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AASA today released the second survey in a multi-part study on the use of seclusion and restraint in public schools. The study, Keeping Schools Safe: Ensuring Federal Policy Promotes School Safety, contains new data on the use of these practices in schools and compares current federal policy proposals with state legislation crafted in collaboration with superintendents.
The study, completed in April 2011 and based on responses from 389 superintendents from across the country, found that• 94 percent of school districts monitor students at all times when they are in seclusion.• 97 percent of school administrators end the use of seclusion and restraint as soon as the emergency ends.• 97 percent of survey participants responded that they do not use mechanical restraints on students under any circumstances.• 80 percent of all school personnel trained in the use of seclusion and restraint are also trained in nonviolent intervention techniques.
“This study demonstrates that school administrators do not need state or federal law to mandate that they act in the best interest of students when using seclusion and restraint techniques. Administrators are implementing these policies on their own,” said AASA executive director Daniel A. Domenech. “AASA opposes current federal policy proposals. We do not feel that these bills are based on good-faith efforts to craft common-sense, helpful policies.”“No one is advocating the use seclusion and restraint as a standard practice or as a means of punishment,” Domenech continued. “The goal of state and local policy should be to end the inappropriate use of these practices. We know that many states are trying a variety of approaches to learn what is effective. We need to support these efforts and learn which ones are working, rather than rush to pass federal policy without this information.”
The study cites a statute recently passed in Wisconsin—developed with broad support from both school leaders and disability advocates—that offers a model of clear, commonsense standards. In comparing current practices with legislation proposed by Senator Tom Harkin of Iowa (S.2020) in December 2011, the study found that the Senate bill:• Lacks a reasonable option of intervening when a student’s behavior is dangerous or unmanageable.• Creates onerous reporting requirements for school districts without improving school practice or policy.• Forbids school personnel from secluding a student for any reason, even if the technique has already proven effective.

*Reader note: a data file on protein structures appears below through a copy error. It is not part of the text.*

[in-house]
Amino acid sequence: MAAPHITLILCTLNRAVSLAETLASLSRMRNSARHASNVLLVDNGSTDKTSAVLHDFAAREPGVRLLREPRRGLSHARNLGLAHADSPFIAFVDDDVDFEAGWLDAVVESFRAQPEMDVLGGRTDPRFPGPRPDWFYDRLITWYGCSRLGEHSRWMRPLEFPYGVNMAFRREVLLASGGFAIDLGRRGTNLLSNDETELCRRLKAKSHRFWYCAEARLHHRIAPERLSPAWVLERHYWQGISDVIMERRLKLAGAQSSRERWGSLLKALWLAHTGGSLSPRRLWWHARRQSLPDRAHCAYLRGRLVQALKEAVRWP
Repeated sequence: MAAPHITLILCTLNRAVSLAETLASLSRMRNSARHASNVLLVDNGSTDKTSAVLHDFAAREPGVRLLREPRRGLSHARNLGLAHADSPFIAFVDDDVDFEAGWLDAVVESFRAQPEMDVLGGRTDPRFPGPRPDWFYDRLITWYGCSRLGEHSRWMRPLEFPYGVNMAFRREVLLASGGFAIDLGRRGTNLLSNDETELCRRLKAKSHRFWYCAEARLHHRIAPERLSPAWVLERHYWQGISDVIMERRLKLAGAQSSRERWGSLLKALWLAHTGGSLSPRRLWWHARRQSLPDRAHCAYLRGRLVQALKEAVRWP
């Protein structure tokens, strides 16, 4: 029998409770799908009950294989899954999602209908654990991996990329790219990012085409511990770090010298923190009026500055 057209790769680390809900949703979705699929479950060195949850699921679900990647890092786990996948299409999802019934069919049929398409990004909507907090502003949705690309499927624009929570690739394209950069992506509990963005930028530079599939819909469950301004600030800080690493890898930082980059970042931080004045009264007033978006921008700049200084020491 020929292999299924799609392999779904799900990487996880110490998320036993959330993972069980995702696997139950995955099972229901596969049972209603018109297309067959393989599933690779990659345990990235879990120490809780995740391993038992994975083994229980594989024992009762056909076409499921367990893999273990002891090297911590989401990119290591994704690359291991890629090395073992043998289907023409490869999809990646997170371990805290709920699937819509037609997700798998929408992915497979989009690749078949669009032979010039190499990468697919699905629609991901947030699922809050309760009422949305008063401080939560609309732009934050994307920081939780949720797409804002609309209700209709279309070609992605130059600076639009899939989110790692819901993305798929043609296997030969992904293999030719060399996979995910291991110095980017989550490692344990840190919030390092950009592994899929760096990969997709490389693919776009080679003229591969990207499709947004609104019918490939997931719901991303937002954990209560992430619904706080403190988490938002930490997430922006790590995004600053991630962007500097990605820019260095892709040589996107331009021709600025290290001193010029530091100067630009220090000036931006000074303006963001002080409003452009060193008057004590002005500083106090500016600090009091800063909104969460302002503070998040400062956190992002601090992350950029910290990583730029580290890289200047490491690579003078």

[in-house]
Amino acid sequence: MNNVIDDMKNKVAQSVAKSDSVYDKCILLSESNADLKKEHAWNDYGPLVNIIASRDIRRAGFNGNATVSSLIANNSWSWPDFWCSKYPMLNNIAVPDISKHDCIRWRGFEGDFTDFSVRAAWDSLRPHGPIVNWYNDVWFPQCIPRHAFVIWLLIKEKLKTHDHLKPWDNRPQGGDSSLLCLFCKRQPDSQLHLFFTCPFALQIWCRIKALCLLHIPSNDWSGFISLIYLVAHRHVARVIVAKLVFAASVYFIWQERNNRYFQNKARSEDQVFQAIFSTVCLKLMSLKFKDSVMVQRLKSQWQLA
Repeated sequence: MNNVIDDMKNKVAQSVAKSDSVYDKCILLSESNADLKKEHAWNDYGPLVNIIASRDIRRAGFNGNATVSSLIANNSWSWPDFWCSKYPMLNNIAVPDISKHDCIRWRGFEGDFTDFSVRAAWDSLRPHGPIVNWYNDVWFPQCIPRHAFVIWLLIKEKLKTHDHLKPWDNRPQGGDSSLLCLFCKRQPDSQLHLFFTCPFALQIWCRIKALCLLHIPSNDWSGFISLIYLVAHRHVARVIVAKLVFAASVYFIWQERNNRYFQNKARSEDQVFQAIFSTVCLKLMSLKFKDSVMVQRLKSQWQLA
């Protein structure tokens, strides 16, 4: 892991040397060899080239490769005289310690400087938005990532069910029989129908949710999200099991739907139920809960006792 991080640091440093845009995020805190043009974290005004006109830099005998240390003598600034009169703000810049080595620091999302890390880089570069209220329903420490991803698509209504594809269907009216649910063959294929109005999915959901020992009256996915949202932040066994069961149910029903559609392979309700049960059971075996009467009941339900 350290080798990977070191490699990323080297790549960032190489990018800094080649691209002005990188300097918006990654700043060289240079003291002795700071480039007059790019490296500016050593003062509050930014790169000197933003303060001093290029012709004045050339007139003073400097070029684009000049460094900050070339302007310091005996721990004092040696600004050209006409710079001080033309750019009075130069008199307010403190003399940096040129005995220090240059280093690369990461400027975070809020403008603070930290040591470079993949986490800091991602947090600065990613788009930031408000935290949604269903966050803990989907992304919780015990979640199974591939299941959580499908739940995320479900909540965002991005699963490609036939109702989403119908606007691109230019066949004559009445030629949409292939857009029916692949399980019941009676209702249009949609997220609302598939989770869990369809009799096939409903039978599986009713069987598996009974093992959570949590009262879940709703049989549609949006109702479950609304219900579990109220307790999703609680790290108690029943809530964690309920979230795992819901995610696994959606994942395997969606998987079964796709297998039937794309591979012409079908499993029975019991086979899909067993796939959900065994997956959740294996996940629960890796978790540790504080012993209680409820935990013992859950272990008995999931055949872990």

Keeping Schools Safe praises the U.S. Department of Education’s recently released Resource Document, which outlines principles for schools to consider as they craft local seclusion and restraint policies. Because of the fiscal constraints of the current economy, however, many school districts cannot afford to comply with particular training and procedural suggestions outlined by the Department. According to the study,
3% of school administrators indicated the elimination of the Safe and Drug Free Funding has made it “considerably more difficult” to fund professional development, training, or programs like positive behavioral support systems and nonviolent crisis intervention and 91% of respondents said their school district would benefit from funding to implement school-wide positive behavioral support and intervention systems and nonviolent crisis interventions. AASA hopes Congress will act to fill this gap.
“If Congress wants to make seclusion and restraint safer and more effective,” commented AASA government affairs manager and author of the study, Sasha Pudelski, “then Congress should provide funds to implement more professional development and training for school staff members on evidence-based practices that reduce the inappropriate use of these techniques. Grants to districts to support appropriate intervention practices, such as positive behavior interventions and supports could make a huge difference in student safety and in school districts’ ability to use these practices wisely.”
AASA will continue to monitor and report on changes to state seclusion and restraint policies and legislation. The complete study, in addition to the first report in the series, is attached and also posted at www.aasa.org/seclusionrestraint.aspx.
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